Most parents recognize the fact that fireworks and small children just don’t mix. Glow sticks and glow jewelry are a safer alternative to bottle rockets and sparklers that can cause serious burns. But these brightly colored glow products are soft and pliable and easily broken open, especially by children.
A child with a glowing mouth can cause some anxious moments for parents, but it’s typically not worth a trip to the emergency room. Even so, parents should call the Idaho Poison Center at 1-800-222-1222 to be sure.
Last year the Idaho Poison Center managed 127 calls concerning glow products.
The chemical inside the plastic tube is called dibutyl phthalate (DBP). This liquid is oily and has a very bitter taste. It generally causes an immediate stinging and burning sensation to the mouth and eyes. If the liquid is ingested, it should cause only brief discomfort to the mouth and can be treated by rinsing thoroughly. Parents also should immediately wash any skin with the liquid on it to prevent the child from rubbing it into their eyes. If the liquid gets into the eye it will cause immediate redness and burning. Prompt irrigation is needed.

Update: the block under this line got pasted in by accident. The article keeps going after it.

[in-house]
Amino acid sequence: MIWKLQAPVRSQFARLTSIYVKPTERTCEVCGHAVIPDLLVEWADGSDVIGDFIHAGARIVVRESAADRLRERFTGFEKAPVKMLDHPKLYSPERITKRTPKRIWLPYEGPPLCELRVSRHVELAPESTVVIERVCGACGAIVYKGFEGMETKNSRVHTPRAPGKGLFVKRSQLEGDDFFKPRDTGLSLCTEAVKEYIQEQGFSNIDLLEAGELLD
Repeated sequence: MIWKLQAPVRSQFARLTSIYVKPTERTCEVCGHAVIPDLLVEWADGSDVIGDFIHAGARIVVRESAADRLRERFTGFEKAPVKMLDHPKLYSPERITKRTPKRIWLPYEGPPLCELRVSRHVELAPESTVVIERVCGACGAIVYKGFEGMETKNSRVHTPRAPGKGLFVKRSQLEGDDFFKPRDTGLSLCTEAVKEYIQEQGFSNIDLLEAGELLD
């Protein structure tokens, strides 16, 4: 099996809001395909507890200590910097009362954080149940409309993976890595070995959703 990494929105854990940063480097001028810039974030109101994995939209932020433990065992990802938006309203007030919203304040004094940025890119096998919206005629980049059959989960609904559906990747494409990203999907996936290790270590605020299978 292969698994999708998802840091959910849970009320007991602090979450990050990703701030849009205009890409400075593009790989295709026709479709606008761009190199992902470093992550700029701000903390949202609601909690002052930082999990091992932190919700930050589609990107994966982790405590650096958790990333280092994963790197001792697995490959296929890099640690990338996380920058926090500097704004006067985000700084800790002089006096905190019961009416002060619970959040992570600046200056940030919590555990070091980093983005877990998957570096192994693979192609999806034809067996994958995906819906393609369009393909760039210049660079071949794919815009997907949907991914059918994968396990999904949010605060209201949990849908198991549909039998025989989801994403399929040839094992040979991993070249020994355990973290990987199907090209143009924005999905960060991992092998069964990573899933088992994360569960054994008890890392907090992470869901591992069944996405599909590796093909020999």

Pets may see more serious symptoms after an exposure to DBP. Cats are fastidious groomers and ingest the product if it is spilled on their coat. One bite to a glow stick can cause drooling, gagging and vomiting in pets.
Call the Idaho Poison Center at 1-800-222-1222 before rushing your child to an emergency room. Nurses at the Poison Center offer immediate care advice as well as follow-up calls if necessary. They can address your specific situation, which could save you time and money by avoiding an unnecessary trip to the hospital.